TALLAHASEE, Fla. -- Supporters of the Affordable Care Act gathered at the state Capitol Friday to celebrate the U.S. Supreme Court's decision upholding the law.
They held up signs such as "Obamacares" and "Thank You."
Jessica Lowe-Minor of the League of Women Voters said the ruling brings the nation closer to the goal of providing universal health care for Americans.
"Now that the law has been upheld children will no longer be denied coverage due to pre-existing conditions. Young adults can stay on their parents' health plans as dependents until age 26, Medicare participants will have annual checkups and mammograms and many uninsured Americans will now have health coverage."
Over the past year-and-a-half, Gov. Rick Scott has turned away more than $100 million in federal cash intended to help Florida start implementing the health care law. He believes the law will raise costs for people and businesses in Florida and diminish the quality of medical care.
Barbara DeVane of the Florida Alliance for Retired Americans called on Scott and state lawmakers to get to work implementing the law.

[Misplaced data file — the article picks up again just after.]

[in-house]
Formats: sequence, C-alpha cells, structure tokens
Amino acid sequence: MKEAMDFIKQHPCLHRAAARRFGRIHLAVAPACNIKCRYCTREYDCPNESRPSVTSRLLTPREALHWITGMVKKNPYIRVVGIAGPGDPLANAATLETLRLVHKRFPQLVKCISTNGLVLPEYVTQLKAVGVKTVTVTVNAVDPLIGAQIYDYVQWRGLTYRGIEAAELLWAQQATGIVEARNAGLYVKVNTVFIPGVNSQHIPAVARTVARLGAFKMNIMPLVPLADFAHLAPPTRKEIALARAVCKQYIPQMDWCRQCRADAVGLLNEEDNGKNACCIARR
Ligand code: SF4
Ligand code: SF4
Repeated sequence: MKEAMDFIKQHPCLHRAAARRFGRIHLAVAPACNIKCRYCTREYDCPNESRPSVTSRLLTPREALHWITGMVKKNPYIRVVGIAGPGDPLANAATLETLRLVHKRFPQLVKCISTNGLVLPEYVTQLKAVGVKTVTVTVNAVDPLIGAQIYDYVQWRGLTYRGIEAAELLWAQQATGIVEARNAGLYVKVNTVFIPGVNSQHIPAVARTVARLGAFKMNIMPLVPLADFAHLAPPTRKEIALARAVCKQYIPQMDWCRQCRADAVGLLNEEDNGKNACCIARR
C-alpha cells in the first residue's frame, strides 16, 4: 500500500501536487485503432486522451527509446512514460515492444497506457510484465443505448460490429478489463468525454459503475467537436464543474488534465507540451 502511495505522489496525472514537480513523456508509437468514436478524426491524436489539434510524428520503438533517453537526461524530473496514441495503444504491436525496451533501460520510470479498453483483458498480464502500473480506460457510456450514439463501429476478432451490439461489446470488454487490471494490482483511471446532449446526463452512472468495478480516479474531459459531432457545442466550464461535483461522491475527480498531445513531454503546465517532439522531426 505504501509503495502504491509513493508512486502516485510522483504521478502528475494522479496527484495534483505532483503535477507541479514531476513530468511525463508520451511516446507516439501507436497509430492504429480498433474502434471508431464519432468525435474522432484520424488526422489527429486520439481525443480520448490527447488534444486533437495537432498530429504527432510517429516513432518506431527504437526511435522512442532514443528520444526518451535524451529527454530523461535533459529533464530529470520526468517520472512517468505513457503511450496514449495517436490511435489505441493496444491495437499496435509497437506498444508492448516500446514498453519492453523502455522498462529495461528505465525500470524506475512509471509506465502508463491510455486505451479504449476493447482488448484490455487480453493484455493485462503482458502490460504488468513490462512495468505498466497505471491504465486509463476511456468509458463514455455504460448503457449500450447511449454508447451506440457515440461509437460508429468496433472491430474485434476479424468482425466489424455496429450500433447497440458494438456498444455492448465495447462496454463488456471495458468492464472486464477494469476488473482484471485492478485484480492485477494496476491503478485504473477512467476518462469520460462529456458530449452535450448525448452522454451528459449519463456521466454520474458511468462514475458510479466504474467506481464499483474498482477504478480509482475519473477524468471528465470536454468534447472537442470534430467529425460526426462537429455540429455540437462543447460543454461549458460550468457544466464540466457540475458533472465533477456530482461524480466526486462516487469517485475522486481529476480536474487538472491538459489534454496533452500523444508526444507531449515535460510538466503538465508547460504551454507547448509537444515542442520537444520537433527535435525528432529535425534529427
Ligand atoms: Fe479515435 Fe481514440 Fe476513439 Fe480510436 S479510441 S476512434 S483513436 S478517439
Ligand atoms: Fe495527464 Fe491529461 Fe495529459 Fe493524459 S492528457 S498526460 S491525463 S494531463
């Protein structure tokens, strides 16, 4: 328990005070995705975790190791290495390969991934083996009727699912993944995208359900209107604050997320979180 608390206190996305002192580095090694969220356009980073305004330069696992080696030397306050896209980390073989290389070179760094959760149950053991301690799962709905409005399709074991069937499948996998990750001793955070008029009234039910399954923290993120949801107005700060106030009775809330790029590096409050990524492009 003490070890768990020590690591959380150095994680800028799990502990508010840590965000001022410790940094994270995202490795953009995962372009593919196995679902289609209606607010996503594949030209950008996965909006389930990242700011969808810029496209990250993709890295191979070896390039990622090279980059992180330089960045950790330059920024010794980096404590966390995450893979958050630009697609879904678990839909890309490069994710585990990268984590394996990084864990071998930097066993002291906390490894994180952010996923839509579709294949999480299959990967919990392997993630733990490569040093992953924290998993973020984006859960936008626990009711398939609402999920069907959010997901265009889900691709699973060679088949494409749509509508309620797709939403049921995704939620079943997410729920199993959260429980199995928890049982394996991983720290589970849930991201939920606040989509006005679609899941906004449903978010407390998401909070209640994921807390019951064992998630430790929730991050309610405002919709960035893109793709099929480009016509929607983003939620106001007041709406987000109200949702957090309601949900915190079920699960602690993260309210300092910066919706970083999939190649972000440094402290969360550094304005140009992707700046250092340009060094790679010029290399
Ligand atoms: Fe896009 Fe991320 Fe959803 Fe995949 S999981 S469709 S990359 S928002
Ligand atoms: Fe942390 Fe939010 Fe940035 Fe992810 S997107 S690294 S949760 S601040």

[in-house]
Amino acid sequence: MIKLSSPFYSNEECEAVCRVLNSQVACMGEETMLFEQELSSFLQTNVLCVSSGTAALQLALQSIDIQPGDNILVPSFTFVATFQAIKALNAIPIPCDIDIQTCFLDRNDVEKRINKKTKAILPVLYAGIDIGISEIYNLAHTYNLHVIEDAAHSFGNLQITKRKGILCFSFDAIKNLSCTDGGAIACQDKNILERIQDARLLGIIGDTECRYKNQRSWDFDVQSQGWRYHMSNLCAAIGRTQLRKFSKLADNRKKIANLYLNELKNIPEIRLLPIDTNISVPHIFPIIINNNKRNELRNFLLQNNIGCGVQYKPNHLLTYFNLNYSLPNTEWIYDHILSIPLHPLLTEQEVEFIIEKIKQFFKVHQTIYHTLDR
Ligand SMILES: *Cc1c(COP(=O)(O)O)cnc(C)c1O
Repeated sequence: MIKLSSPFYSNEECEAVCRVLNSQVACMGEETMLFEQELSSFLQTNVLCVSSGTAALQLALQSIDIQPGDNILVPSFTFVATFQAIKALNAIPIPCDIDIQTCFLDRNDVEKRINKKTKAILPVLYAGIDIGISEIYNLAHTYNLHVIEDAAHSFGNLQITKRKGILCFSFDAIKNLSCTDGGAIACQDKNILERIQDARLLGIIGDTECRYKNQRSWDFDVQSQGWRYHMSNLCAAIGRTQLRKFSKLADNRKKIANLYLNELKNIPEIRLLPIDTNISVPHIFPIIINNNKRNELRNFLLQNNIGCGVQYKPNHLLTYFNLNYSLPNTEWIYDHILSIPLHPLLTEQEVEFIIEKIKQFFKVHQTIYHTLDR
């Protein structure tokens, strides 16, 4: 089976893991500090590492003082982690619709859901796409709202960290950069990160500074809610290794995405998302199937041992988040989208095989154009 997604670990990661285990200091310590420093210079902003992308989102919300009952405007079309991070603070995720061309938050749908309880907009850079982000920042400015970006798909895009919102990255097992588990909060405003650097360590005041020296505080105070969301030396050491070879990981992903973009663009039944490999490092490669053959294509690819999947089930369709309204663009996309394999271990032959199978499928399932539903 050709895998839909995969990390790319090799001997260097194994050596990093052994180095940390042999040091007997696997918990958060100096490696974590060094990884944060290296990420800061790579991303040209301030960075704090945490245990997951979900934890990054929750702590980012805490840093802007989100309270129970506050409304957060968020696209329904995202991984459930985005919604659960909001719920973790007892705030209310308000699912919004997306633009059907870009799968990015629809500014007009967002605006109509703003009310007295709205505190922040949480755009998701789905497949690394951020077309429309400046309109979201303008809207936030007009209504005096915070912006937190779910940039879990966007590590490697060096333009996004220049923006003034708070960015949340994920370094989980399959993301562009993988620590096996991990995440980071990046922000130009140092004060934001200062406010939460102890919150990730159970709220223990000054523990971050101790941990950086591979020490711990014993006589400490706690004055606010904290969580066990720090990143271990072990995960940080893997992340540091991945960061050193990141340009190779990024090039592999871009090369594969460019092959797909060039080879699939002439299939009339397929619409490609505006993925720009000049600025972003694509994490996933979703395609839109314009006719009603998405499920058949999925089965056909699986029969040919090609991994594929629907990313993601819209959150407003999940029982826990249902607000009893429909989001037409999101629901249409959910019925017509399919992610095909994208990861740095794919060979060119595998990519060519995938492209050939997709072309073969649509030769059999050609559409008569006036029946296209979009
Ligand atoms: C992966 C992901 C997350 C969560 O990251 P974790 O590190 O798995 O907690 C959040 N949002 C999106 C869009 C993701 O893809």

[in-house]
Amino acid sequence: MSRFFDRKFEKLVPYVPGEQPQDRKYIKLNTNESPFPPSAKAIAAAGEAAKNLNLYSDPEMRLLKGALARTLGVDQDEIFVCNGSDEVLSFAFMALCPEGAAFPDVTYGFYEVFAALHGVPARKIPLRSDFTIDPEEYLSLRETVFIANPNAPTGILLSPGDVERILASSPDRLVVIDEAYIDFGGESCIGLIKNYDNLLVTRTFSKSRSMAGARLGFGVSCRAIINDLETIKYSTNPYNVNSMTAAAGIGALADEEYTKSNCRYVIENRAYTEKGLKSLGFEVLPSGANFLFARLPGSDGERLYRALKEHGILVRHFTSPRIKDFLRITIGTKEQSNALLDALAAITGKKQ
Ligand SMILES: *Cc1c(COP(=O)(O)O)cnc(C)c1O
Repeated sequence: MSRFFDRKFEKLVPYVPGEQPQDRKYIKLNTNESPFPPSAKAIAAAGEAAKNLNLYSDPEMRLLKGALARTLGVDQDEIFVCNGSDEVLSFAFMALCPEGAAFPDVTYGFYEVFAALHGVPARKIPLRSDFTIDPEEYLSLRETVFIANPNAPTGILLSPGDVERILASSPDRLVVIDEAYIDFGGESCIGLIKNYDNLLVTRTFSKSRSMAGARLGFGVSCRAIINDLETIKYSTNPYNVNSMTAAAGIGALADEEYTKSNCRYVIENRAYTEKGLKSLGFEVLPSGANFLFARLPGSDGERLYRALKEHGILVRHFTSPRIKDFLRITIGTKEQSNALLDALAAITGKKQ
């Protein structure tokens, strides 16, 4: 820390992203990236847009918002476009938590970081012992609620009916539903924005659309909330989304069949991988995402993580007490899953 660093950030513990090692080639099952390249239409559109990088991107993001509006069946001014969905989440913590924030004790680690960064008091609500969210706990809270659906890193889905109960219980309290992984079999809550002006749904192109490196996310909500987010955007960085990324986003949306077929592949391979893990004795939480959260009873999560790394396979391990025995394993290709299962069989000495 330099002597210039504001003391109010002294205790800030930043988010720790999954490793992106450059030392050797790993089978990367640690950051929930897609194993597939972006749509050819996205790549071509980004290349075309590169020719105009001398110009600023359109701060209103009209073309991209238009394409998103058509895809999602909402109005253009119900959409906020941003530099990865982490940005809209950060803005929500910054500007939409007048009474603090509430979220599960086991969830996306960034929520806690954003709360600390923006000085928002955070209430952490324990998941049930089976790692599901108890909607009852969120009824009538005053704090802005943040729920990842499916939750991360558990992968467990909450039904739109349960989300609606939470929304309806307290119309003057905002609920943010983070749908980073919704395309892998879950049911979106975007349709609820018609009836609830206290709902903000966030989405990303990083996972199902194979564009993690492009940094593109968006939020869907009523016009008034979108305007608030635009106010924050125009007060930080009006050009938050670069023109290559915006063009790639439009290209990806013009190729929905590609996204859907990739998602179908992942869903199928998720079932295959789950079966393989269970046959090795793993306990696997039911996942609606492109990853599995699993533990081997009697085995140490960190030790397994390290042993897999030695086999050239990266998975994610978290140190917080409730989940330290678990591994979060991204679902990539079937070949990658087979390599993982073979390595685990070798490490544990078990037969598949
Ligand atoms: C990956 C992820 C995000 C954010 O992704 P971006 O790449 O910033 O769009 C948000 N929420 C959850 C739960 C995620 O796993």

"Yesterday we celebrated. Today it's time to say let's get to work to our legislators, our governor, this whole state. Let's pull together and let's get to work implementing this law, that it's the law of the land and if it's good enough for people in one state, it's good enough for all of us."
Dr. Louis St. Petery of the Florida Pediatric Society says now Florida must play catch-up to meet the requirements of the law.
He says more children on Medicaid stand to benefit from the Affordable Care Act because it mandates higher Medicaid reimbursements rates for doctors.
"Currently Florida Medicaid actually pays less than it costs a provider to see a child and as a result many providers are reluctant to take the fiscal risk and see Medicaid children. By increasing payments to primary and specialty care physicians for children, provider costs will be more adequately covered and more providers will be willing to see Medicaid children."
The advocates say the law will help 129 million Americans with pre-existing conditions get affordable health coverage and require insurers to spend more money on medical care and less on administration.